I’ve been pondering confidence recently, including how important it is, how easily it is lost, and how difficult it can be to regain. One of the things that prompted my ponderings about confidence was an article by Linda Parelli called “The Science of Confidence.” In it, Parelli says, “Somehow we think that getting on and staying on will make the fear go away, or it will build confidence. But it doesn’t. Fear builds by staying in the place where you feel it. ” (1) I highly recommend reading the whole article; the link is below in the notes.
Another thing that has prompted my ponderings about confidence has been riding my Norwegian Fjord Horse Torrin. We’ve been together for twelve years, and our primary activities have been working in harness. Recently, though, we’ve been doing a lot of riding, which for us looks like rides on the county road or through the woods where we’re more likely to see moose than anything else. I often ride Torrin with just a bareback pad and stirrups, but of late I’ve dispensed with that and have ridden bareback. I’ve never had a bit in his mouth for trail rides; just a halter and lead rope tied up into reins.
I’ve been getting him in shape slowly after some time off, so we started out walking for a couple of miles, then after a few weeks I added in some trotting. Last month I experimented, very briefly, with cantering bareback. I’ve always found cantering on the edge of scary, so it was a big deal for me to enjoy it. We began doing it more and for longer, and now it feels fun. Somehow I think doing it bareback has made a difference; I’m not worried about keeping my feet in the stirrups and can just relax and go with Torrin’s movement.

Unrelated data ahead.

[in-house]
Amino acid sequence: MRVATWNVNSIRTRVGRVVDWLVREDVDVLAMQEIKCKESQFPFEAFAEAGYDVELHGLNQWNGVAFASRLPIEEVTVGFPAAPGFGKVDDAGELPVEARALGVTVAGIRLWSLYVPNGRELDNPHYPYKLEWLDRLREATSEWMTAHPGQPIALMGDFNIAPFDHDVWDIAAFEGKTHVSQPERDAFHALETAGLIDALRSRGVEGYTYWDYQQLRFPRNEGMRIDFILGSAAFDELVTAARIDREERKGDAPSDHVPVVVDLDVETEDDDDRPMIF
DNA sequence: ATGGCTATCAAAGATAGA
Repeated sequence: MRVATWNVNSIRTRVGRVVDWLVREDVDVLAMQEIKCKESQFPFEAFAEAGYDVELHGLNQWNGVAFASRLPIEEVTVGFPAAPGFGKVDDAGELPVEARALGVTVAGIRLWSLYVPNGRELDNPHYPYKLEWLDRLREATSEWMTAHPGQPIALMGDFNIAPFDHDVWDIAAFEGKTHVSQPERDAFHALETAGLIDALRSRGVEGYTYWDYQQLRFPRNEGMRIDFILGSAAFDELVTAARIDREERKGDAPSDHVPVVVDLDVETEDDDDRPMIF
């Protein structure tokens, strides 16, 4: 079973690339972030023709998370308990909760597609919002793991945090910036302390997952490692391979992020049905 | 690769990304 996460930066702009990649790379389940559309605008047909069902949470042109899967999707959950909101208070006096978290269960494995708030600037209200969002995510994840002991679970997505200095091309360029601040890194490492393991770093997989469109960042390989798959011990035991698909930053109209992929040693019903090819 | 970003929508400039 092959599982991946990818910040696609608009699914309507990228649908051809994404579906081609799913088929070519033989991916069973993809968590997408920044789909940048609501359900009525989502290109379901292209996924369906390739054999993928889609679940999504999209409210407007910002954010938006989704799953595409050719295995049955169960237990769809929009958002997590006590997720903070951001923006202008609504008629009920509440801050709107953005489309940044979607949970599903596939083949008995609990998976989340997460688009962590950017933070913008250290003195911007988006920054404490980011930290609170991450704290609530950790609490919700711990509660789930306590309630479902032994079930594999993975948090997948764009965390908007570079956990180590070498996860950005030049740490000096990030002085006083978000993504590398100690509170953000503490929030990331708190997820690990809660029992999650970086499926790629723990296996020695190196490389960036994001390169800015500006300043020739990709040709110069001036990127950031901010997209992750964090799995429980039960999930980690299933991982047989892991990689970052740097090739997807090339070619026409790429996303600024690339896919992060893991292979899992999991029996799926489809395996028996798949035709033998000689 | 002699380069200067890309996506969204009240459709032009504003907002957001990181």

In her article, Parelli says, “Just like horses, you have to be able to get away and then re-approach the situation as often as it takes until you feel nothing. When you do this, the sensations of fear truly do magically subside. It’s the exact same principle as the Friendly Game with horses: approach and retreat, with retreat being the most important part.” Being able to approach cantering and then retreat from it the past few months has allowed me to feel much more comfortable than I ever have before.
The ‘woods loop’ on our place is a ½ mile trail through a pine forest. This winter three trees blew down over the trail. Torrin and I have been picking our way over them, but in the past week or so, we’ve started jumping them. The jumps are only about 15” high, but jumping is something relatively new to me. I have found that I enjoy jumping bareback because I don’t lose my stirrups!
In her article, Parelli says, “Confidence is…Doing whatever it takes to preserve your confidence; there’s nothing more important… not even life. Because when you’re not confident you’re living in fear and what kind of life is that when horses are your life, when horses are your dream? Confidence is so easily lost, so work to not lose it.” I’m very appreciative of Torrin taking such good care of me so that my confidence with cantering and jumping is growing. When it comes time to canter and jump my Fells, many of whom are very athletic, I’ll be much better able to stay with them.
(1) Parelli, Linda. “The Science of Confidence,” Savvy Times, Parelli Natural Horsemanship, October 2005, or http://www.parellinaturalhorsetraining.com/horse-training-tips-confidence-with-horses/?utm_source=Parelli+Natural+Horsemanship+List&utm_campaign=6037d2cd15-Parelli_Connection_4_17_12&utm_medium=email
© Jenifer Morrissey, 2012